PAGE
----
Carlos Slim was born in Mexico City, Mexico, on January 28, 1940. His parents were both Lebanese Maronite Catholics named Julián Slim Haddad and Linda Helú Atta. Khalil Salim Haddad Aglamaz, who was Carlos’s father had been sent to Mexico in 1902 to be enrolled in the Ottoman Army.
Carlos’ dad, having arrived in Mexico, changed his title to Julián Slim Haddad. His family became part of a small yet financially successful Lebanese Christian community that flooded into Mexico throughout the late 1800s as well as in the early 1900s. Afterward, Carlos’s father started his own company in Mexico, which Carlos later took over.
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How Carlos Slim Got Rich
The Vast Career of Carlos Slim
In a trade-dedicated culture, Julian Slim had been a successful businessman. Starting a dry goods shop in 1911, which only ten years later expanded to sell products worth greater than $100,000. With profits from the shop, during the Mexican Rebellion of 1910-1917, he would just go on purchasing valuable real estate in Mexico City for a decent wage.
His sophisticated real estate holdings, along with his ongoing success as a supplier and a distributor, made Julián a wealthy man with a total wealth of around 1 million pesos. Slim has developed an interest in dad’s business from a very young age. And his father was happy to give business lessons on accounting, interpreting financial reports, and maintaining detailed financial information.
His father died in 1953 when Carlos was just 13 years old. After the death of his father, the young man proceeded to work for this company of his late father, which in the end would be handed on to him. He moved to the National Autonomous University of Mexico after he graduated from high school, where he learned civil engineering before studying algebra and linear programming.
Slim also took an interest in economics whilst practicing civil engineering, taking a bunch of lectures on the topic in Chile, after graduating in 1961. Soon afterward, he went into business, working extra, grueling weeks in Mexico City as a stockbroker. In 1965, his investing had cost him over $400,000 at just the age of 25, greater than $3 million in today’s money. He was using the money to set up his own brokerage company, known as Inversora Bursátil.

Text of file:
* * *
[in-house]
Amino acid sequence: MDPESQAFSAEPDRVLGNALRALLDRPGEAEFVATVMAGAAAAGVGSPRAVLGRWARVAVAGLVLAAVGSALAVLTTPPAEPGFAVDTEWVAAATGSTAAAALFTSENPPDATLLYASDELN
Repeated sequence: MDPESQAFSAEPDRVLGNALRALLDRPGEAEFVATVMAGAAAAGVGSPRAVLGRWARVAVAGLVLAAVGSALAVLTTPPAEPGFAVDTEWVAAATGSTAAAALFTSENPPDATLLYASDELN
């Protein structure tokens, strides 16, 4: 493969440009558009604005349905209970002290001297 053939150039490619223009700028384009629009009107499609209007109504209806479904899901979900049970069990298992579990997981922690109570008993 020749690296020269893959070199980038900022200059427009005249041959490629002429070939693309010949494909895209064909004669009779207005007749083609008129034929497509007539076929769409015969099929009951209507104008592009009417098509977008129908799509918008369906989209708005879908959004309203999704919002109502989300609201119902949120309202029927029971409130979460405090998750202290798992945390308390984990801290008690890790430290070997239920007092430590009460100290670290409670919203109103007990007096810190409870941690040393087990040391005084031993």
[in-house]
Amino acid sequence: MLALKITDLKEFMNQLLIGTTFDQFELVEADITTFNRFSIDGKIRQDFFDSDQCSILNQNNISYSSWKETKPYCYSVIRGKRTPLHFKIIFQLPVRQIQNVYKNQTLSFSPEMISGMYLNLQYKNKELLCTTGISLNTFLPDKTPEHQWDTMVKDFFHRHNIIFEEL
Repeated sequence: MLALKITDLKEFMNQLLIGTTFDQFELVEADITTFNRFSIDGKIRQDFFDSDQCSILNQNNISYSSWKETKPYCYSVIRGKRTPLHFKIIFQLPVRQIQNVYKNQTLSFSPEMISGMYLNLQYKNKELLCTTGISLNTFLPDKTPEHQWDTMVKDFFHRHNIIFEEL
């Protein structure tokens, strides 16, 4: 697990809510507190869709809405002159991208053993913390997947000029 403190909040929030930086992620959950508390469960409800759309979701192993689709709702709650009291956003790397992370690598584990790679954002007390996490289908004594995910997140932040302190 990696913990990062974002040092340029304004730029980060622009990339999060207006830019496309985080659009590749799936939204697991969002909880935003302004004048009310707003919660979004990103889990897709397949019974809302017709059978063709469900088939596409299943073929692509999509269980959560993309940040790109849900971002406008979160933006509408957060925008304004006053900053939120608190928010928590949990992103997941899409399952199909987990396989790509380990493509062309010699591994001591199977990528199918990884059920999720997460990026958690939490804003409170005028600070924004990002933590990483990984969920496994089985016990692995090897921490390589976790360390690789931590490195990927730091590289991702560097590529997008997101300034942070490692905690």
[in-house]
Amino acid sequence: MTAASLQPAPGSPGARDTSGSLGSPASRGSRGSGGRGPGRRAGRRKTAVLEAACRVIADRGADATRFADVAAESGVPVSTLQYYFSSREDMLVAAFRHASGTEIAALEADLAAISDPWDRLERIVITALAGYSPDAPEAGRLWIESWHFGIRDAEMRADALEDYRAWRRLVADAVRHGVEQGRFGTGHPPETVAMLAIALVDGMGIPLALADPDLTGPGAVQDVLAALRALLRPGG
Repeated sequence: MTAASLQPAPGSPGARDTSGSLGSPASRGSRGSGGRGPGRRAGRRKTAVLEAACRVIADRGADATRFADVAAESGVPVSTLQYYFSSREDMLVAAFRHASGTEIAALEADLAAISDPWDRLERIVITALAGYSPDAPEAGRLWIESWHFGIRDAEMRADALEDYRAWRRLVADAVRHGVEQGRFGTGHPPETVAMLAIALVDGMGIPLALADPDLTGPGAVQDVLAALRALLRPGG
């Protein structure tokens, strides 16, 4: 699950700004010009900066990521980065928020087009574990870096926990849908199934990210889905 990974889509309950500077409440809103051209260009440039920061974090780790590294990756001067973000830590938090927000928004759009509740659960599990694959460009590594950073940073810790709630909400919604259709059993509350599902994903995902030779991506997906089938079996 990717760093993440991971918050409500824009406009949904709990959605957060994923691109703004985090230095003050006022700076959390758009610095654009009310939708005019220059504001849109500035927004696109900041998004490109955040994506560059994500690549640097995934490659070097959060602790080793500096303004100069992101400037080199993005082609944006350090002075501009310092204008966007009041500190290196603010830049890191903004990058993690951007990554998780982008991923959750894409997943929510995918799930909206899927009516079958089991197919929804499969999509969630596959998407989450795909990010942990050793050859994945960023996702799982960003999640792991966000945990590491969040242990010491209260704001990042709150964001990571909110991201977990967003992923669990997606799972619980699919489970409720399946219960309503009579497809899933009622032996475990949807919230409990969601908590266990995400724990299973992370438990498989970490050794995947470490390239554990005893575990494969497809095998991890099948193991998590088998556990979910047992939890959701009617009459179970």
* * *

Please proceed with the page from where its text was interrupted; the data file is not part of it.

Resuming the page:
One of his greatest gains in the earlier 1980s was the peso issue, combined with a sharp decline in prices of oil. The money had fled the country, and at low valuations, Slim purchased a number of firms. Few examples are Cigatam, General Tire, Reynolds Aluminum, and the Sanborns store chain.
Carlos Slim & Mexico
Slim had a hand in hundreds of other businesses mainly by Slim’s multinational company, Grupo Carso SAB. Grupo Carso has been active in businesses as varied as Elementia. Another of Mexico’s biggest cement firms, retail outlets like Sears including Saks Fifth Avenue, electricity and manufacturing car. He has a share in The New York Times as well.
Maybe Slim’s greatest income comes from telecom. América Movil, previously known as Teléfonos de Mexico, and Telmex, owned by Slim. Telmex has been the country’s old phone cartel, equivalent to AT&T Inc. in America.
The government privately ran the firm in the 1990s, but Slim was among the initial investors, through Grupo Carso. The price was $1.8 billion for a 20 percent stake, half of this was dealt with by Grupo Carso. Carlos Slim was in the reins of Grupo Carso but took over at Telmex too.
By 2012, Slim’s mobile telephony service, América Movil, took over Telmex, then converted this into a privately owned business. América Movil has a market penetration of about 70 percent of the cell phone line sector and 80 percent of Mexico’s landlines through its affiliate Telcel.
Now, in the midst of real anti-monopoly rules in Mexico. The company is prepared to sell shares to take its market penetration below 50%. But Slim is definitely not upset about the fact that the various resources, such as cellular towers, could quickly bring in $8 billion which is quite a profit onto the initial investment.
Carlos Got International
América Movil is not operating just in Mexico. TracFone, a minimal-cost cellular telephone provider, is the most recognizable company in the USA. In Austria, a controlling stake in Telekom Austria is owned by the company. Every nation of Latin America is entering the telecom dominance of Slim.
However, it wasn’t just a strong technological or telecommunications expertise that rendered the business what it is now. Slim has always said that his policy is to recycle the money and drive innovation into the company itself.
For example, over several years, Telmex invested billions in installing upgraded network infrastructure in the 1990s. Leaving the industry in a position to give heavy-speed internet providers. Characteristics of Slim’s business transactions over the course of his career is the pattern of buying an asset, reinvesting and selling it at a profit. Only the most noticeable component of that policy is telecommunications.
Carlos Slim Rules the Market
While the Mexican government tried to increase competitiveness in the telecommunications industry. It could not make up for the fact that new companies would have to pay a connectivity charge to Telmex. Telmex set such fees extremely high.
Making it more difficult for any other operator to reduce rates, specifically for long-distance services. After a number of meetings between the state, Slim and upstarts, the operation eventually stopped.
In conclusion, the fortune of Slim is more like the fortune of the old Rockefeller family than of Bill Gates’. Instead of conquering the world on a few new achievements in a specific field, he did the most he could in every field!